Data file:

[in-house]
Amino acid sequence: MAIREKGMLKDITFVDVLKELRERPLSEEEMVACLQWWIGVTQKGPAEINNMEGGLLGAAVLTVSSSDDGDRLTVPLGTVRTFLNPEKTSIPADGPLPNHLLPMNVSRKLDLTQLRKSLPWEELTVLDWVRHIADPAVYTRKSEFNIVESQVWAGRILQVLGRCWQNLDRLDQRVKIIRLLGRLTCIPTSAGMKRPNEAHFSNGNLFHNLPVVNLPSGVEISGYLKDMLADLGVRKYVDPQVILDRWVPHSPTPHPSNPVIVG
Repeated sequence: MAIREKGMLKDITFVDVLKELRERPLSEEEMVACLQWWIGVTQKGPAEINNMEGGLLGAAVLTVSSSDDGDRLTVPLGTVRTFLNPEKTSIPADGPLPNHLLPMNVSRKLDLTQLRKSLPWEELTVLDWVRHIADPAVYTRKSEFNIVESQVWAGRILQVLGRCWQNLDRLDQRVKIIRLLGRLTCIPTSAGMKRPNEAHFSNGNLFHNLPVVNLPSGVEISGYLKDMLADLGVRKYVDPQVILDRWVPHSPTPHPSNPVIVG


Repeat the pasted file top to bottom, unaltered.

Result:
[in-house]
Amino acid sequence: MAIREKGMLKDITFVDVLKELRERPLSEEEMVACLQWWIGVTQKGPAEINNMEGGLLGAAVLTVSSSDDGDRLTVPLGTVRTFLNPEKTSIPADGPLPNHLLPMNVSRKLDLTQLRKSLPWEELTVLDWVRHIADPAVYTRKSEFNIVESQVWAGRILQVLGRCWQNLDRLDQRVKIIRLLGRLTCIPTSAGMKRPNEAHFSNGNLFHNLPVVNLPSGVEISGYLKDMLADLGVRKYVDPQVILDRWVPHSPTPHPSNPVIVG
Repeated sequence: MAIREKGMLKDITFVDVLKELRERPLSEEEMVACLQWWIGVTQKGPAEINNMEGGLLGAAVLTVSSSDDGDRLTVPLGTVRTFLNPEKTSIPADGPLPNHLLPMNVSRKLDLTQLRKSLPWEELTVLDWVRHIADPAVYTRKSEFNIVESQVWAGRILQVLGRCWQNLDRLDQRVKIIRLLGRLTCIPTSAGMKRPNEAHFSNGNLFHNLPVVNLPSGVEISGYLKDMLADLGVRKYVDPQVILDRWVPHSPTPHPSNPVIVG